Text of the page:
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Thoughts from onca

by Lisa Creagh, 2018

Over the past few weeks I have been at the gallery every day. Sometimes I just sat on the beanbags and enjoyed the quiet. Other days I had others to join me: Lucila came almost every day. Many mothers came with their children. But also quite a few fathers. And others who had never had children; young women interested in the subject with their boyfriends, mothers whose babies had grown, mothers who had not breastfed, mothers who were still breastfeeding their four year old, mothers with newborns still struggling with the adjustment to motherhood.

In every case we sat or stood and held the conversation open: this is not an exhibition about how to breastfeed, or why you should breastfeed, or condemning those who do not….read more

Taking Our Time

by Lucila Newell, 2018

Birth and breastfeeding are an invitation to enter into another domain of time. Or more accurately, to be intime, to be grounded in the cycle of life. 

The other day, I went for a walk and I came across a rabbit. He crossed my path, in not much of a hurry. I followed it, until I saw him hopping into his burrow. It reminded of Alice in Wonderland, and how she saw the rabbit, followed it, fell into the rabbit hole and entered a new dimension. She accepted the invitation. Motherhood at times felt like falling into a hole where there are different rules and things flow differently, and things that made sense before are not useful anymore. One of those things is clinging onto clock time….read more

Breastfeeding in Public: This Discomfort Matters

by Lucila Newell, 2018

Breastfeeding is not the norm in the UK, and breastfeeding in public can be especially daunting to a new mother. The anxiety that many women face shows that. In the last Infant Feeding Survey, 45% of mothers said they felt uncomfortable feeding in front of others, and most acutely so in public spaces*.

But considering that being out and about is our right, and part of women’s daily needs and practice, this makes it a big deal. If breastfeeding cannot be folded easily within women’s daily lives, then it is likely that it is a practice that will either not be taken up, or be carried out for very long by the majority of women, which is what we are seeing today…read more

The Ecology of Breastfeeding

by Lucila Newell, 2018

Breastfeeding is food. It is part of the wider network of food production and relations. The food of love, as it has been called. And it is. Breastfeeding provides sustenance and nourishment and love in one swift gesture.

That breastfeeding is food is a fact that it is often forgotten in debates about breastfeeding in public, for instance, where breastfeeding is likened to going to the toilet or to having sex in public. This is because breastfeeding touches on a number of taboos….read more

sharing through stories

by Lucila Newell, 2018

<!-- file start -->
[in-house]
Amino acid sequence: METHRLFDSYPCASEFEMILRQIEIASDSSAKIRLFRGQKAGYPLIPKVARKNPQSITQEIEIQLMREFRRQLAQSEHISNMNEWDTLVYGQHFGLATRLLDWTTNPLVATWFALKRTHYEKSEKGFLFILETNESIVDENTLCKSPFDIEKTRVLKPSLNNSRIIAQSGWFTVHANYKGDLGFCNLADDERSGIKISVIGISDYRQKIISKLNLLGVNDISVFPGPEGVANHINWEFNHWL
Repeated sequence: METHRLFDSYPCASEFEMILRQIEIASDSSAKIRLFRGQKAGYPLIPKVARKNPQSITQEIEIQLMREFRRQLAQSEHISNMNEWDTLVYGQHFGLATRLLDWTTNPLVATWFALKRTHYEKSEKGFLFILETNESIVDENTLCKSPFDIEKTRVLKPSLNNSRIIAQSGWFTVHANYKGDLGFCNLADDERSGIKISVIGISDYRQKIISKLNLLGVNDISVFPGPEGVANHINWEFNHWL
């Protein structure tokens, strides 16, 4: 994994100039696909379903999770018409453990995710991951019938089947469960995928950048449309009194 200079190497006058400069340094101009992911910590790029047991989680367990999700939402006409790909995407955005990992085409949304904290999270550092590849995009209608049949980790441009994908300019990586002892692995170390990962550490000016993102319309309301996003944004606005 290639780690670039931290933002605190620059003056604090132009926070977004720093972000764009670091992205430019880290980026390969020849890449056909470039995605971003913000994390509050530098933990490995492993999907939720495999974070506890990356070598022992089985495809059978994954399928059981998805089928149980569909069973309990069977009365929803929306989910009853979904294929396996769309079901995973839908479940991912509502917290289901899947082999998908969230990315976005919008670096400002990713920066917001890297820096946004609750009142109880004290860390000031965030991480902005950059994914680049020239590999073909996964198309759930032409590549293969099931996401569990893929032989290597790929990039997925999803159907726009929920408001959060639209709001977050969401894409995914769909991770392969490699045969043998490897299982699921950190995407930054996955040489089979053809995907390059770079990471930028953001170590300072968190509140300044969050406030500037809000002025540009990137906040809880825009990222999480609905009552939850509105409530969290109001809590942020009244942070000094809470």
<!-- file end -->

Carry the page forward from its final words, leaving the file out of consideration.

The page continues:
Connecting with others, sharing stories, finding a role model is crucial to breastfeeding. Because breastfeeding is in crisis. Because it is highly idealised, but devalued in practice. And that can make you feel lost, lonely and unsupported.

I felt like that. But myths, images and stories helped. They helped because they made me feel accompanied, made me feel valued and understood, gave me perspective, and also other ways to see myself and what I was doing. They made me feel part of something bigger….read more

Building Belonging

by Lisa Creagh, 2017

The arguments for breastfeeding in terms of health are already won, but breastfeeding statistics remain impossibly low in the UK. How can this be? Because the barriers to breastfeeding are cultural, not medical.

But the majority of information about breastfeeding comes from the medical community. This viewpoint says that women should breastfeed, without acknowledging the personal and emotional struggles involved in doing so….read more

Why Now?

by Lucila Newell, August 2017

In the UK, breastfeeding has been recognised as having a major role to play in public health and in reducing health inequalities, and has been translated into policy programmes such as the Baby Friendly Initiative that accredits health care facilities that adopt recognised best practice standards for breastfeeding. However, less than 1% of babies are exclusively breastfed for the first six months of life (Bolling et al., 2007).

Not only that, a comprehensive review series on breastfeeding in The Lancet, published on 30 January this year, gave a clear signal of what is needed to be done and pointed at Britain as having “the worst breastfeeding rates in the world”. Even if this is maybe not a fair picture, as rates of starting breastfeeding are relatively high, they do point to a rapid drop-off rate, and most mothers state they stop breastfeeding earlier that they would have wanted to. As others have mentioned, and as this important open letter states, the breastfeeding crisis in the UK is a crisis of lack of support. This crisis comes at a time when the UK is going through a moment of profound cuts to breastfeeding support services…read more